John Deere 6150R six months in

New tractors cost a pretty penny these days so it’s wise to do your homework before dipping your hand in your pocket. Simon Henley visits a farmer in Warwickshire who purchased a brand new John Deere 6150R last October to see if it’s living up to his expectations.

Having operated a fleet of John Deere tractors since 1988 it could be suggested that Colin Fisher’s decision to buy a new 6150R was a given.

But unimpressed by previous John Deere 30-series demonstrators Mr Fisher, who farms at Lindley Hall Farm in Warwickshire, weighed up a number of different options.

“We considered both Massey Ferguson and Fendt, however with Farol of Hinckley on our doorstep, we eventually decided to stick with the devil we know.”

Having reached its sell-by date, the oldest of the farm’s brace of 6920s was traded for the 6150R last autumn.

The JD 6150R was chosen specifically, because it is the most powerful of the smaller-chassis 6R models and a similar spec to the 6920. “We needed a powerful compact machine to work with our Knight 24m trailed sprayer and to use for variable-rate fertiliser application.”

The new tractor has now clocked just shy of 250 hours since it was purchased.

Picked from the options list:

  • 40kph AutoQuad transmission
  • 520/85 38R rear tyres
  • TLS and cab suspension
  • Sunroof
  • Greenstar navigation system
  • Extended five year parts and labour warranty

More details and reviews of the 6150R

Mr Fisher rates Deere’s new styling and reckons the cab is also a big improvement. He particularly likes the fact that there’s much more space, the driving position is higher and all-around visibility is good.

Improved in-cab storage space also gets the nod, although he says the floor is still the only place to fit a lunch bag that’s a suitable size for a 12-hour shift.

The cab suspension is also impressive, he says. “Driving through ruts and deep tramlines is no longer a spine-breaking experience and the tractor remains surprisingly stable.”

The longer link arms make it easier to attach implements and can lift considerably more than the 6920. Implements can also be lifted up higher, he says.

The tractor puts power down well in the field and pulls the farm’s five-furrow Kverneland plough with easy, feeling well balanced to boot, he says. “So far it’s been using about the same amount of diesel as the 6920, too.”

Daily service checks are relatively straightforward, even though the bonnet must be unlatched to check the engine oil.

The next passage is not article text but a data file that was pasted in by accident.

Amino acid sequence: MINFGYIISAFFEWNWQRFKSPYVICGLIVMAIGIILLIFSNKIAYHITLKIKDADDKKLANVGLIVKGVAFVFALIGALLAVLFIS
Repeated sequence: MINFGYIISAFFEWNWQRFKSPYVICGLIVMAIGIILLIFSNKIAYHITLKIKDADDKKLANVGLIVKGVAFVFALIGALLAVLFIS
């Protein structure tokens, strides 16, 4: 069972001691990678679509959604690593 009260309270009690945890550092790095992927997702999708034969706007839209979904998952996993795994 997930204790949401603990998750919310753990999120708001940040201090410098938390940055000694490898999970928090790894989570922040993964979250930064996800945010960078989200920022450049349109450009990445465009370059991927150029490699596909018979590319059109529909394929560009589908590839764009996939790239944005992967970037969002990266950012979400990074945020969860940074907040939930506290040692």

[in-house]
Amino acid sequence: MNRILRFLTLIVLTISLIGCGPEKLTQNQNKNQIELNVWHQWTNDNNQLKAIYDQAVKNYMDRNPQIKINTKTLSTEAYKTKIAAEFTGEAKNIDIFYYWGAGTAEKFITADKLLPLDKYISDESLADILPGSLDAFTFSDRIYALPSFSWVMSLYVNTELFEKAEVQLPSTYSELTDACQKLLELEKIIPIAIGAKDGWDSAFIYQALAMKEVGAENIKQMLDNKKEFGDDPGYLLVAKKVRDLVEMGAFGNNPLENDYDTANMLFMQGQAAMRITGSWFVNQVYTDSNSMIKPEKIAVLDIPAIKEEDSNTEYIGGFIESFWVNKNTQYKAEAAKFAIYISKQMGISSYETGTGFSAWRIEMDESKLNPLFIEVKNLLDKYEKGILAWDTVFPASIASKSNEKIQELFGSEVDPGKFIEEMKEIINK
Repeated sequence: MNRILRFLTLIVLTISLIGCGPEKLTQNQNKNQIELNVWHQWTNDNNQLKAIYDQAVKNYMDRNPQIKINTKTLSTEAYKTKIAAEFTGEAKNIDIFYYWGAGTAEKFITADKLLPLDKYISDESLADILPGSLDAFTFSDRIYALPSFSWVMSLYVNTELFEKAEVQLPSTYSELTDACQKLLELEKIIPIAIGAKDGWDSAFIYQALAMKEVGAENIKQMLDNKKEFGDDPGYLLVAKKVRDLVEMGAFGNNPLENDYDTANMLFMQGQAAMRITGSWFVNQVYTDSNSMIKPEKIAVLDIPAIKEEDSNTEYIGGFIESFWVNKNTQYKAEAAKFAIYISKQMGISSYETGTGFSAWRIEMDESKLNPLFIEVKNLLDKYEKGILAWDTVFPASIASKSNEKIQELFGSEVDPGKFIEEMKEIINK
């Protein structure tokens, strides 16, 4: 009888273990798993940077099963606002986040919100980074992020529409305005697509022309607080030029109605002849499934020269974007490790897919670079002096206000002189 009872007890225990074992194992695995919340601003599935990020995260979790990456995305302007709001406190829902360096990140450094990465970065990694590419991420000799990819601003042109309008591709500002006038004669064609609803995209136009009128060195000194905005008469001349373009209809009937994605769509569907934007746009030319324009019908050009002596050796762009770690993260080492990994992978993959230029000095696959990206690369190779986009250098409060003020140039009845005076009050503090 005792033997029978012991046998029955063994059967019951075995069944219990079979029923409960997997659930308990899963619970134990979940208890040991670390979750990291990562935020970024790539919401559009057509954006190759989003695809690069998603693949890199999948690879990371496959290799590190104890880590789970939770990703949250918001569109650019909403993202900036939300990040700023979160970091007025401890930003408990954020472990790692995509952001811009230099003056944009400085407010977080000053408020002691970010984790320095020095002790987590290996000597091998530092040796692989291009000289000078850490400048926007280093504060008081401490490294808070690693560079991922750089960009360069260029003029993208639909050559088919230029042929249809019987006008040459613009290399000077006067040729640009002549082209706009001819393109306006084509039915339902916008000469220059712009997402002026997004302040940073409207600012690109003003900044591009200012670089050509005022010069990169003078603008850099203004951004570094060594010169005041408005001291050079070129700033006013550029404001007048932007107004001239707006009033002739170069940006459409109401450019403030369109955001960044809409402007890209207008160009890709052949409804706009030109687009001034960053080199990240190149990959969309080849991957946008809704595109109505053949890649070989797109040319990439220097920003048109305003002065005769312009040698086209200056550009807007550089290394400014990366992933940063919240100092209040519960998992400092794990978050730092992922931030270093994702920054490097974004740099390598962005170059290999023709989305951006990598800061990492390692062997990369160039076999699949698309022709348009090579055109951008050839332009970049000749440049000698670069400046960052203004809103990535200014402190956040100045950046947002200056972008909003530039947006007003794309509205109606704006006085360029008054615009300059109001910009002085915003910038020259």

It’s not all been plain sailing though. The cab door is very heavy and the airtight cabin interior can make shutting the door a challenge.

Other gripes include the Bluetooth-equipped CD/radio, which fails to stay in tune and, despite having been replaced under warranty, still doesn’t function properly. The headlights also seem to have a mind of their own and switch on and off inadvertently.

Mr Fisher has also found that the tractor is very easy to stall if the engine drops below 1400rpm.

The automatic function of the tractor’s AutoQuad transmission doesn’t seem to compliment the engine’s torque characteristics, he says. “If you adjust the auto mode in the computer to shift for economy, the tractor down-shifts far too late, up shifts too early and under any load, quickly runs out of power.”

Setting it for power also has its problems as the tractor tends to hang on to every shift until the engine is running at full tilt, sometimes quickly up-changing two gears.

This then causes the tractor to bog, so it shifts down again, he says. “In this setting, it never stops hunting for gears and I have found myself reverting back to shifting ratios manually.”

There are a few niggles with the new design, too. Although stylish, the new bonnet rakes slightly forward, making it very difficult to apply a tombstone weight without contacting the tractor’s front grill.

The toolbox too, which is mounted above the fuel tank, is somewhat inaccessible for operators of less than six feet in height.

The question as to whether Mr Fisher is happy with his purchase of a John Deere 6150R, despite a few niggles is easily answered. “Ask me again in six months when it’s done another 1,000 hours and I might have a different answer, but right now it’s so far, so good.”


  • Excellent cab suspension
  • Excellent visibility from drivers seat
  • Improved link arms
  • Good in-field performance


  • Teething problems with electronics
  • Poor positioning of toolbox
  • Heavy cab door difficult to shut
  • Auto feature on AutoQuad gearbox not matched to engine performance


  • Colin Fisher
    Colin Fisher
  • John Deere 6150R cab interior
    The 6150R’s cab is more spacious than previous versions
  • John Deere 6150R cab interior
    The 6150R’s compact frame makes it ideal for the farm’s 24m Knight trailed sprayer
  • John Deere 6150R cab interior
    The 6150R’s engine stalls easily below 1,400 rpm
  • John Deere 6150R cab interior
    The toolbox is small and mounted too high for many operators

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